Contemporary art is a journey without a map. As viewers, we
can research traditions and use culture as our mirror, but these techniques only help us look at where we’ve been, not tell us where we are or where we are going. Artists, in contrast, are moving forward, cutting a trail. We can look over their shoulders to catch a glimpse of what is to come.
Contemporary art in a country as diverse and multi-layered as
Lebanon offers challenges to the most gifted tracker. Civilizations and their armies have continually converged there over the past two millennia and created a rich and beautiful tapestry that violence periodically threatens to unravel. The twists and turns of Lebanon’s past are complex and confusing. If artists are able to synthesize this convergence of influences, perspectives, and conflicts in their work, then our act of interpretation, of listening to their stories, may offer a path to understanding Lebanon’s present and future.
In 2008 I was invited to visit Lebanon and select an exhibition
of contemporary art to bring back to the United States. I asked for a guide and collaborator and was provided with the best. Amal Traboulsi is perhaps the most informed and engaged curator in Lebanon. I could not have done better, and the proof is in the work we have jointly selected for this exhibition. We had many discussions, and Amal was always tolerant of my ignorance and enlightening in her corrections. I brought a Pollyannaish optimism to the table, and Amal brought the pain of personal experience. We got along fine.
The exhibition features amazing artists whose depth and
diversity begin to convey the richness that is Lebanon. For me, it coalesces around three artists whose work most clearly offers a way forward: Nadim Karam, Chawki Chamoun, and Ayman Baalbaki.
Nadim Karam is an artist and architect who understands both
the conflict at hand and the importance of dreaming: What is the difference between destroying and creating?
A terrorist act devastates. It takes a life, makes it cease to exist, cease to create. A creative act cannot replace a life, but enriches the experience of life. An accumulation of creative acts enriches humanity. This is not good versus bad; destruction and creativity are never equal. Both work from the void; one using nihilism to eradicate freedom of thought, the other using absurdity as the starting place of story-telling. (Karam 2006)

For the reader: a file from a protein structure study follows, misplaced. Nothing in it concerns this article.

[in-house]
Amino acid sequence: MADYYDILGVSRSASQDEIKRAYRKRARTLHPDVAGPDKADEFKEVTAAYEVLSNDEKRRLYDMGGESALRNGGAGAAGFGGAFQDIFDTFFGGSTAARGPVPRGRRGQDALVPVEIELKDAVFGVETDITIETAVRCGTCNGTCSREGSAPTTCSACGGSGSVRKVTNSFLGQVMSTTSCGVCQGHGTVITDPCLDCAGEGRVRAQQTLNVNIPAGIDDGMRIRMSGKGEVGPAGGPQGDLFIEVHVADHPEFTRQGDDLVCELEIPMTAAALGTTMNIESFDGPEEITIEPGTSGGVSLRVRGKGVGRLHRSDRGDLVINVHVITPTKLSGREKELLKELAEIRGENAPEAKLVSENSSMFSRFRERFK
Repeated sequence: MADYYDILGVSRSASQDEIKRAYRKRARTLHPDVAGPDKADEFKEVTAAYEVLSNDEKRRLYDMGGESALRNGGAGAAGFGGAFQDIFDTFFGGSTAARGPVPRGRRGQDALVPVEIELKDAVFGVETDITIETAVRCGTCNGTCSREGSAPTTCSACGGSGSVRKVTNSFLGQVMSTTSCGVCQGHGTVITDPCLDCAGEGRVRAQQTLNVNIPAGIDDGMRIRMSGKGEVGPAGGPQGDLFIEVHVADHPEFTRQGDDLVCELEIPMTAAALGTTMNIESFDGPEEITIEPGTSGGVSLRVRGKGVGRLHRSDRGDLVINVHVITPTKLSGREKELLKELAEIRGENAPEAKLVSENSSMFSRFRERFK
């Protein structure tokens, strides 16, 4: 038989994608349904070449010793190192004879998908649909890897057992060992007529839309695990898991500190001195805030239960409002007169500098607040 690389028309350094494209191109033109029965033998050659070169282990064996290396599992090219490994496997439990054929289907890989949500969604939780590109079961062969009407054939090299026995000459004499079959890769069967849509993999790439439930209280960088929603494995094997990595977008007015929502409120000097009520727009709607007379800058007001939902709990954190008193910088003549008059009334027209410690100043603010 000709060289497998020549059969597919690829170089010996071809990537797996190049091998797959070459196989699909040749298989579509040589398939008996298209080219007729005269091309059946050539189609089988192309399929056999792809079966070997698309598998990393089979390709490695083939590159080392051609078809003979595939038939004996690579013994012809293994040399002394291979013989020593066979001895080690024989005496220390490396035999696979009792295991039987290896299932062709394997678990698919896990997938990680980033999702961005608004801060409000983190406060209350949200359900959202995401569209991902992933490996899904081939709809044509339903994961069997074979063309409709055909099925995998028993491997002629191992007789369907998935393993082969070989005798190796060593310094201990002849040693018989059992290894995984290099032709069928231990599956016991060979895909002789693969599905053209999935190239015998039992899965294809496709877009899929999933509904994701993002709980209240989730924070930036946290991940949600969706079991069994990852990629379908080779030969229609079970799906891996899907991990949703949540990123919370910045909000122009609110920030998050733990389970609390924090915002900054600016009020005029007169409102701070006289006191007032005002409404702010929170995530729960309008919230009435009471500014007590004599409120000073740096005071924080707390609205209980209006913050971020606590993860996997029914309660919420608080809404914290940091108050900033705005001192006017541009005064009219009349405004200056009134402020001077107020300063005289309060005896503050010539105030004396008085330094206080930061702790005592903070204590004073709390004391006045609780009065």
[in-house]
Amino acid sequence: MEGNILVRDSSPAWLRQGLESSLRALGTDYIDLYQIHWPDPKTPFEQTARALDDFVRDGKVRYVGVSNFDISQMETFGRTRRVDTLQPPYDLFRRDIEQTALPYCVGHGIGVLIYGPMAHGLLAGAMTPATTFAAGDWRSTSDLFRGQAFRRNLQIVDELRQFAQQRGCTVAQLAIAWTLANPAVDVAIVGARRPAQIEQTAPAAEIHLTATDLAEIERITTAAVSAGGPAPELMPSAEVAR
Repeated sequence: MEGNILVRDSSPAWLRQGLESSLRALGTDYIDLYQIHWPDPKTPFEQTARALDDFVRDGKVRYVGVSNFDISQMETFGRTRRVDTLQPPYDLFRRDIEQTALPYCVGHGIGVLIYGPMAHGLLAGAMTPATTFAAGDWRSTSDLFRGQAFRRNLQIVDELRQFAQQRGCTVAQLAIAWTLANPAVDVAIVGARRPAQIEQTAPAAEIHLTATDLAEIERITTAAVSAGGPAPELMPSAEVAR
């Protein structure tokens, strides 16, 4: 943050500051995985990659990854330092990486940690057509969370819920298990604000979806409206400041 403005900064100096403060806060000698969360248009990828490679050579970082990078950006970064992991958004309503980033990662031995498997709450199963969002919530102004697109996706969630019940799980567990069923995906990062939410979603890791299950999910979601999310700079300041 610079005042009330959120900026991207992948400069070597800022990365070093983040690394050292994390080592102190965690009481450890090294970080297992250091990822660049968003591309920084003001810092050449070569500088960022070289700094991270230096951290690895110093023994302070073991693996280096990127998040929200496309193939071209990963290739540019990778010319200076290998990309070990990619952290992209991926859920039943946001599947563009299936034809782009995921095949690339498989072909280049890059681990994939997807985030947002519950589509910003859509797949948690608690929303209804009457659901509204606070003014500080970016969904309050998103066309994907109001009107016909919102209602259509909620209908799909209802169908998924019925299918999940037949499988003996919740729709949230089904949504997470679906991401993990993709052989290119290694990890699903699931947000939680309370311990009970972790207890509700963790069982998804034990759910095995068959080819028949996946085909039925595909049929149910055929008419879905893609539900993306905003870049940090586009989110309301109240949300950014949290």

Karam’s "study" for his Cloud proposal to be built in Dubai is at
once completely and absurdly outlandish and immanently practical, a floating metaphor, a nomadic dream rooted in the desert sands by steel and structural engineers and oil profits. As we imagine the future, we should construct our dreams.
In the urban landscape paintings of Chawki Chamoun, the
geometry of contemporary cities merges with the ancestral desert. Here, there is a perfect synthesis between his graphic vocabulary, shifting transparencies and golden opacities. Chamoun creates Arabic dreams of transcendent beauty, where human action is represented by timeless friezes and traditions co-exist in timeless perfection.
While Karam and Chamoun dream of a future clad in
post-modern aspirations, Ayman Baalbaki takes a very hard look at the present. He uses the kaffiyeh to conjure up a vision of the Arab male as the resistance to a modernity that would crush aspirations. Yet, his powerful, threatening (to my Americanized eyes) images of wrapped heads are presented in the form of beautifully painted religious icons or altarpieces. References to the language of Christian martyrdom are hard to miss. If we can allow ourselves to feel that most necessary emotion, empathy, it is a not inconceivable journey to a place where Muslims, Christians, Jews, and all the incredible variety of sects and factions that live in and around Lebanon, can find a way to live together. Not to try would be heartbreaking.
I want to thank the Committee for the Promotion of the Arts in
Lebanon for their support of this project, and I am most grateful for the leadership and friendship of Nicole Chedid and Rita Nammour. They gave me the opportunity to make a life-changing trip to Lebanon and witness firsthand the creativity and resilience of the Lebanese people.
Jack Rasmussen Director and Curator American University Museum